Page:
OUR TAKE
The Motley Fool Take on Tuesday, July 16, 2002
The Green Man Speaks

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In a flurry of activity over the past two days, your fearless leaders in Washington, D.C., have been taking actions to get Wall Street's "infectious greed" (Alan Greenspan's term) under control. Today, in an effort to buoy investor confidence, the G-Man told Congress, "The fundamentals are in place for a return to sustained healthy growth." See our translation below.

"We will get past this corporate governance issue," he said, and Congress is taking steps to ensure that. Yesterday, by a remarkable vote of 97-0, the Senate approved a bill sponsored by Sen. Paul S. Sarbanes (D-Md.) that would tighten regulation of corporate auditors and make executives more accountable.

In the meantime, companies such as Pfizer (NYSE: PFE), Target (NYSE: TGT), and Colgate Palmolive (NYSE: CL) are said to be considering joining Coca-Cola (NYSE: KO) and Washington Post Co. (NYSE: WPO) in formally recognizing stock options before Congress makes its move.

It was another volatile day on Wall Street. The FOOL 50 finished down about 2%.

In today's Motley Fool Take:

The Green Man Speaks

With the markets teetering and investors a far sight from sangfroid, Federal Reserve Chairman Alan Greenspan spoke to Congress today. This is a big event for market-watchers, sort of like an all-star game (that doesn't end in a tie) in baseball. Here are the headlines leading up to Al's speech:

  • Dollar Vulnerable, Seeks Greenspan Help
  • Asia Stocks Slide Ahead of Greenspan
  • Stocks and Dollar Tumble, Await Greenspan
  • Can Fed's Greenspan Soothe the Markets?

So, with Wall Street watching and hoping, Al spoke. Here are snippets from his testimony, along with our translation:

"Spending will continue to adjust for some time to the declines that have occurred in equity prices." -- We're all broke from the market crash, so don't expect us to spring for that new swimming pool this summer.

"By early this year, with inventory levels having apparently come into better alignment with expected sales, the pace of inventory reduction began to ebb, and efforts to limit further drawdowns provided a considerable boost to production." -- I read Rex Moore's helpful two-part series on inventory analysis.

"The difficulties of judging earnings trends have been intensified by revelations of misleading accounting practices at some prominent businesses." -- Can you believe those idiots at Enron and WorldCom?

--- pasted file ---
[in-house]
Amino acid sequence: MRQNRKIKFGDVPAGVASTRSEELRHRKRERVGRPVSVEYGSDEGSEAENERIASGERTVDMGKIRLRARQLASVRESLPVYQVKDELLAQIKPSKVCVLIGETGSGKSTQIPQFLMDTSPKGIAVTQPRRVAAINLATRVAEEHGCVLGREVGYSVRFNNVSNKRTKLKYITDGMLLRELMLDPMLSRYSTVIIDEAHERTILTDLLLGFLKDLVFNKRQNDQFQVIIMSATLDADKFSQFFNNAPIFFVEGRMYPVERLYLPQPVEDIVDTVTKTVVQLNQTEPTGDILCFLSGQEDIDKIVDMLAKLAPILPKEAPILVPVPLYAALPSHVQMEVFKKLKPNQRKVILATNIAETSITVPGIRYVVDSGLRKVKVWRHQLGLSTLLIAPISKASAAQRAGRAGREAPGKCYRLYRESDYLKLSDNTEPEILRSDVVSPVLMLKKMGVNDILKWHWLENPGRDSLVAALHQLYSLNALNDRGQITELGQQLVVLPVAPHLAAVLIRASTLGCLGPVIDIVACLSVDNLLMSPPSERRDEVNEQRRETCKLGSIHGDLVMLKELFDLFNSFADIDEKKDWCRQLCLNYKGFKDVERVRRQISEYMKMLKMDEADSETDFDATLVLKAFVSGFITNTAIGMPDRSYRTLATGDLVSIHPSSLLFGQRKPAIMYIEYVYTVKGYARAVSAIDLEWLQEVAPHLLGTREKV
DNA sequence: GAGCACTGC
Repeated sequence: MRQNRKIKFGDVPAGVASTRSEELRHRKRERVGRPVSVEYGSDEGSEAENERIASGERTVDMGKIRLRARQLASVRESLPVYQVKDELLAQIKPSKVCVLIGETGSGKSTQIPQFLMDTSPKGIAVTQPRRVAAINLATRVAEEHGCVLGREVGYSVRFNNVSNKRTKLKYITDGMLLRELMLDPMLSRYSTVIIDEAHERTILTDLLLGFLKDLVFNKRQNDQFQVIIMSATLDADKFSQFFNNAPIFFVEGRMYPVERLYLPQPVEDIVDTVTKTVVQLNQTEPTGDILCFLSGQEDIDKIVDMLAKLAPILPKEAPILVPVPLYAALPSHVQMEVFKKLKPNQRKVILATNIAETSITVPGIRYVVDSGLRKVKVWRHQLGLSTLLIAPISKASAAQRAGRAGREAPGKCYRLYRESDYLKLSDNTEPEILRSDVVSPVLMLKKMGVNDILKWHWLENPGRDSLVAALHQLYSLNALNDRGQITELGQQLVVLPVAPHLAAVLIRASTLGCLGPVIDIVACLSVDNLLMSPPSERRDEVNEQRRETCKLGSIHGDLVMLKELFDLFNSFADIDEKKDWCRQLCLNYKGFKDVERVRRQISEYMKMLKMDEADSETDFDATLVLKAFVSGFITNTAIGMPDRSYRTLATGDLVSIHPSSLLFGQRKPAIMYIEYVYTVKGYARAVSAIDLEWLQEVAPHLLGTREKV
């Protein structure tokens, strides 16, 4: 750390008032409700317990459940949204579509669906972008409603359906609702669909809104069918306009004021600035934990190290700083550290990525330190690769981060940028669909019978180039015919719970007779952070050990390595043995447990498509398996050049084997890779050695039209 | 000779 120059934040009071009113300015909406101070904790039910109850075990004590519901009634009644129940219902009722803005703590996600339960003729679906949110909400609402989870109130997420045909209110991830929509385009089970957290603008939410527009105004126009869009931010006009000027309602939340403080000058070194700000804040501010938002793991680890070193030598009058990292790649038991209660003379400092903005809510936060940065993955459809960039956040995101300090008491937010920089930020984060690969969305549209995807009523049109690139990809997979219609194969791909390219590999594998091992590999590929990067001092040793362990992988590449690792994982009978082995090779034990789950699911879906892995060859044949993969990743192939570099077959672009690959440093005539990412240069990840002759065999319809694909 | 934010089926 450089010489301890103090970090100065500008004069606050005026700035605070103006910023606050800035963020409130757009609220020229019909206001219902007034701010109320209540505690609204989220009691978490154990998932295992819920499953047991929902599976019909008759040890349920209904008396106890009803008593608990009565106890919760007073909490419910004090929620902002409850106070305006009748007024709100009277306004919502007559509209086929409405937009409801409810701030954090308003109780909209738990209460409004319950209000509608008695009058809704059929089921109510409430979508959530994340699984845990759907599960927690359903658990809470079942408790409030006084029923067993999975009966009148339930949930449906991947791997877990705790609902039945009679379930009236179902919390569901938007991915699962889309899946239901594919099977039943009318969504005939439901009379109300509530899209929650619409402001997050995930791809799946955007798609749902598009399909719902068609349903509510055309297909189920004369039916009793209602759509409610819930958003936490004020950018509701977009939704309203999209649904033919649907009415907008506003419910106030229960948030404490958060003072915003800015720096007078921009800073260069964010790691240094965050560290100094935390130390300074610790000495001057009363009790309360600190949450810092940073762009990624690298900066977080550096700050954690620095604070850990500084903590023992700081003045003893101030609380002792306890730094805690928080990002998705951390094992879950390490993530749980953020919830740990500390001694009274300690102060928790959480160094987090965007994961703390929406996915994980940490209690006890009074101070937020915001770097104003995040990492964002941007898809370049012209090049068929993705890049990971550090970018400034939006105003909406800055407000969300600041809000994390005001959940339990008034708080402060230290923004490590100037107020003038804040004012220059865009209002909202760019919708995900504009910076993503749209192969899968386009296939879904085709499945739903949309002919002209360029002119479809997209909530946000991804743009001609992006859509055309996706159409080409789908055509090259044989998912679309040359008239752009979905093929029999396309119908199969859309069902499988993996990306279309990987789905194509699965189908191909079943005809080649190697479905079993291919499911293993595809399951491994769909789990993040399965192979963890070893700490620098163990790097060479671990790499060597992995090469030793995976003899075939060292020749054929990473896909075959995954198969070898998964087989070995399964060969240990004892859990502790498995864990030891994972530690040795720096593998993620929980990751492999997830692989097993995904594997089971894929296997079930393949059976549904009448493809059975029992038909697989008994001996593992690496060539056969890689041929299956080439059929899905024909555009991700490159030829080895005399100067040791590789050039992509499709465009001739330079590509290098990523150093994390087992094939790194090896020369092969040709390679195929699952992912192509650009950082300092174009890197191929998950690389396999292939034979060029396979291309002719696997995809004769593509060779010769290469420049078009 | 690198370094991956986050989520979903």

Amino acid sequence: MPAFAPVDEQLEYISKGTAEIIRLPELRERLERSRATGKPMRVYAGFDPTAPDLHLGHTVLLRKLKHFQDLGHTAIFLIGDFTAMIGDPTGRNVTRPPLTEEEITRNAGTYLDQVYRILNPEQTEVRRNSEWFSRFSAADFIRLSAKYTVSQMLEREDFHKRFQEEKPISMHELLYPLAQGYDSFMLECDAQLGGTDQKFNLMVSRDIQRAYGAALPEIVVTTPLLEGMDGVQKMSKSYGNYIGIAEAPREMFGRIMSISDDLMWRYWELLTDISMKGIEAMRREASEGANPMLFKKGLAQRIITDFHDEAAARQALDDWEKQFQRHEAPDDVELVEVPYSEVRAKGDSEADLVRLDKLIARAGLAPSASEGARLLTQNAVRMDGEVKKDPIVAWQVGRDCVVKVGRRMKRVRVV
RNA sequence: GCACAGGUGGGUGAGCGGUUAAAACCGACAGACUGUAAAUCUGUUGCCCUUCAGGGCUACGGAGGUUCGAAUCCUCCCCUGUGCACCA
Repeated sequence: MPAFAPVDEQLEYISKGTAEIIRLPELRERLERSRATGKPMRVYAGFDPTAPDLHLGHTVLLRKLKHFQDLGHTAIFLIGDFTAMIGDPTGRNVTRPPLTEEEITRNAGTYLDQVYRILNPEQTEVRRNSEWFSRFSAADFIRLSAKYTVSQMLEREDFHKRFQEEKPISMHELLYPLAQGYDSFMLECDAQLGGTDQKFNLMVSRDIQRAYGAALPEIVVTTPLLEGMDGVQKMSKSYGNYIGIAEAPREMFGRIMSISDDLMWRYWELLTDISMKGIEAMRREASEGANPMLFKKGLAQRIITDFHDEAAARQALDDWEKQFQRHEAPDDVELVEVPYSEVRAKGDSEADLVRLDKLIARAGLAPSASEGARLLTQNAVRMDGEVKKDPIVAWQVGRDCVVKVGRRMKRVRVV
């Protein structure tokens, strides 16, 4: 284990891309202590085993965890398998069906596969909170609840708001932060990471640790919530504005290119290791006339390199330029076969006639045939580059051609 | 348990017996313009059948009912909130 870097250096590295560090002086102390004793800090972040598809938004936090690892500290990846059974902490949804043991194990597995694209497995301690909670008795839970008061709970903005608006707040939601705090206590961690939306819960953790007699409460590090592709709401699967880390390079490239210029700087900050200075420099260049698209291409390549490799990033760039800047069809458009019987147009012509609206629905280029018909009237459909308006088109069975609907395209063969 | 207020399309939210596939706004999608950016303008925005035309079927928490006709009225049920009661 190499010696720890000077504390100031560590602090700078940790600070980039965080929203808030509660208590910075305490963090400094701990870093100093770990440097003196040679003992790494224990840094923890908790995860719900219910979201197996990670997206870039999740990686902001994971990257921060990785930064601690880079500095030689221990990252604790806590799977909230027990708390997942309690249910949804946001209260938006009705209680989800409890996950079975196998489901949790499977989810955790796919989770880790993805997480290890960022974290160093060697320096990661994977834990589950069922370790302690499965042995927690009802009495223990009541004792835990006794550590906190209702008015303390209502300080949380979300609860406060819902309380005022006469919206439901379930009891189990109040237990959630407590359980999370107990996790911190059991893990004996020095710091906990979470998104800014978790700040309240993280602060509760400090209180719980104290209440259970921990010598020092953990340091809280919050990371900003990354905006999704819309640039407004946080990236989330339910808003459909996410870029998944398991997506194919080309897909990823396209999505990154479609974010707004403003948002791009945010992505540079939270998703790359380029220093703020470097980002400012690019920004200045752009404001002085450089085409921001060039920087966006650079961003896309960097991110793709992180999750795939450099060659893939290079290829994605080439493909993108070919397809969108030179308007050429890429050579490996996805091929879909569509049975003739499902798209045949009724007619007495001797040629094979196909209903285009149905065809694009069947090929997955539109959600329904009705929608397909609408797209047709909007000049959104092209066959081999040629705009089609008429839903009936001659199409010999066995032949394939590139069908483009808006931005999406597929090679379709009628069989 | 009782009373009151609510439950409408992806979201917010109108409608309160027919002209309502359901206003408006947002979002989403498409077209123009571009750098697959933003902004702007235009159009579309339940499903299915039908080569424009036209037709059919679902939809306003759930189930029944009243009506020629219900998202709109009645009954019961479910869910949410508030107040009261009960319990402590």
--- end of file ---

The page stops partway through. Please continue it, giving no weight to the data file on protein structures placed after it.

"Manifestations of lax corporate governance, in my judgment, are largely a symptom of a failed CEO." -- I blame investing's sad lexicon: Skilling, Ebbers, and chance. Ruthlessly pricking our gonfalon bubble: Skilling, Ebbers, and chance.

"With profitable opportunities for malfeasance markedly diminished, far fewer questionable practices are likely to be initiated in the immediate future." -- Because the market's in the crapper these days, you won't be seeing as much abuse from management.

"The effects of the recent difficulties will linger for a bit longer but, as they wear off, and absent significant further adverse shocks, the U.S. economy is poised to resume a pattern of sustainable growth." -- Like anyone, I have no clue what will happen in the near future, but we'll be fine in the long term.

And we'll leave it at that. Thanks, Mr. Chairman!

Quote of the Day

"I knew the more I understood about the company, the better off I would be." -- Famed value investor Benjamin Graham

J&J Stays Jolly

Johnson & Johnson (NYSE: JNJ) topped Q2 earnings estimates of $0.58 by $0.02 per share, excluding $189 million in acquisition charges. Including charges, the company earned $0.54 per share, or $1.7 billion, up 11.6% from the same quarter last year. Revenue rose 10.9% to $9.1 billion.

After stumbling badly in the '90s, J&J's medical device division is back on its game. Sales rose 13.7% to $3.2 billion. The Cordis stent division grew sales 20% to $409 million.

Pharmaceutical sales rose 10.2% to $4.3 billion on continued strength in sales of Procrit/Eprex for anemia, among many others. Even the slow-growing consumer products division saw sales rise 7.8% to $1.6 billion. Neutrogena and Aveeno remain strong.

J&J's margins continued a gradual climb that began around 1999. Gross margin rose to 71.6% from 71% last year. Operating margin jumped to 28.8% from 26%, partly on decreased sales, marketing, and administrative expenses as a percentage of sales; and net profit margin was a record-strong 18.2%.